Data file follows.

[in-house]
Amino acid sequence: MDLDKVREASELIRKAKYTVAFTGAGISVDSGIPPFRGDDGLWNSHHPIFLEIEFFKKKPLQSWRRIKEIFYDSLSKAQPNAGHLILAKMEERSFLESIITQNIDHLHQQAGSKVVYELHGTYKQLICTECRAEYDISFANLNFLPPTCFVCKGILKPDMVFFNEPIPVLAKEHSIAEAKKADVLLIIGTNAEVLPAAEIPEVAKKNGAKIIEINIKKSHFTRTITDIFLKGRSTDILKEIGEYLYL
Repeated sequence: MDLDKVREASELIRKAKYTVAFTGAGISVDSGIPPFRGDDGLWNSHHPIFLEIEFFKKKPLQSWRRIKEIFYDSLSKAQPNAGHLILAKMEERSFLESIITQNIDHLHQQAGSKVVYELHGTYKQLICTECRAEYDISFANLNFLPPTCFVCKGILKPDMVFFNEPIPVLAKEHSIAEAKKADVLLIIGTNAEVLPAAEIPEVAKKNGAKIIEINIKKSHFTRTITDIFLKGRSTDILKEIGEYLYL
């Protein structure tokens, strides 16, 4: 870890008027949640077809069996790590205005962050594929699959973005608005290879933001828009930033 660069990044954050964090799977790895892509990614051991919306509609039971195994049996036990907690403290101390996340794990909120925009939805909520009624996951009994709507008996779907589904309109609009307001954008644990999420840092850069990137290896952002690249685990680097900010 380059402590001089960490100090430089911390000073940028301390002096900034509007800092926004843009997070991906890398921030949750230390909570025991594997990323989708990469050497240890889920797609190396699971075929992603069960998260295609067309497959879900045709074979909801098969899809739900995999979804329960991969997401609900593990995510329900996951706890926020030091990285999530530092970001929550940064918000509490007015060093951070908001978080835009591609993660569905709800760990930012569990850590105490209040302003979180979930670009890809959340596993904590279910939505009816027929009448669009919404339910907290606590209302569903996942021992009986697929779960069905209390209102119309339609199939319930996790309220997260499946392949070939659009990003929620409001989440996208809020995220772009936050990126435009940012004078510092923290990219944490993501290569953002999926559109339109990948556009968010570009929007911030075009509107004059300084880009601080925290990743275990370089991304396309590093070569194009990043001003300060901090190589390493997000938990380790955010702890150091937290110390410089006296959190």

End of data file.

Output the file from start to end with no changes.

[in-house]
Amino acid sequence: MDLDKVREASELIRKAKYTVAFTGAGISVDSGIPPFRGDDGLWNSHHPIFLEIEFFKKKPLQSWRRIKEIFYDSLSKAQPNAGHLILAKMEERSFLESIITQNIDHLHQQAGSKVVYELHGTYKQLICTECRAEYDISFANLNFLPPTCFVCKGILKPDMVFFNEPIPVLAKEHSIAEAKKADVLLIIGTNAEVLPAAEIPEVAKKNGAKIIEINIKKSHFTRTITDIFLKGRSTDILKEIGEYLYL
Repeated sequence: MDLDKVREASELIRKAKYTVAFTGAGISVDSGIPPFRGDDGLWNSHHPIFLEIEFFKKKPLQSWRRIKEIFYDSLSKAQPNAGHLILAKMEERSFLESIITQNIDHLHQQAGSKVVYELHGTYKQLICTECRAEYDISFANLNFLPPTCFVCKGILKPDMVFFNEPIPVLAKEHSIAEAKKADVLLIIGTNAEVLPAAEIPEVAKKNGAKIIEINIKKSHFTRTITDIFLKGRSTDILKEIGEYLYL
């Protein structure tokens, strides 16, 4: 870890008027949640077809069996790590205005962050594929699959973005608005290879933001828009930033 660069990044954050964090799977790895892509990614051991919306509609039971195994049996036990907690403290101390996340794990909120925009939805909520009624996951009994709507008996779907589904309109609009307001954008644990999420840092850069990137290896952002690249685990680097900010 380059402590001089960490100090430089911390000073940028301390002096900034509007800092926004843009997070991906890398921030949750230390909570025991594997990323989708990469050497240890889920797609190396699971075929992603069960998260295609067309497959879900045709074979909801098969899809739900995999979804329960991969997401609900593990995510329900996951706890926020030091990285999530530092970001929550940064918000509490007015060093951070908001978080835009591609993660569905709800760990930012569990850590105490209040302003979180979930670009890809959340596993904590279910939505009816027929009448669009919404339910907290606590209302569903996942021992009986697929779960069905209390209102119309339609199939319930996790309220997260499946392949070939659009990003929620409001989440996208809020995220772009936050990126435009940012004078510092923290990219944490993501290569953002999926559109339109990948556009968010570009929007911030075009509107004059300084880009601080925290990743275990370089991304396309590093070569194009990043001003300060901090190589390493997000938990380790955010702890150091937290110390410089006296959190």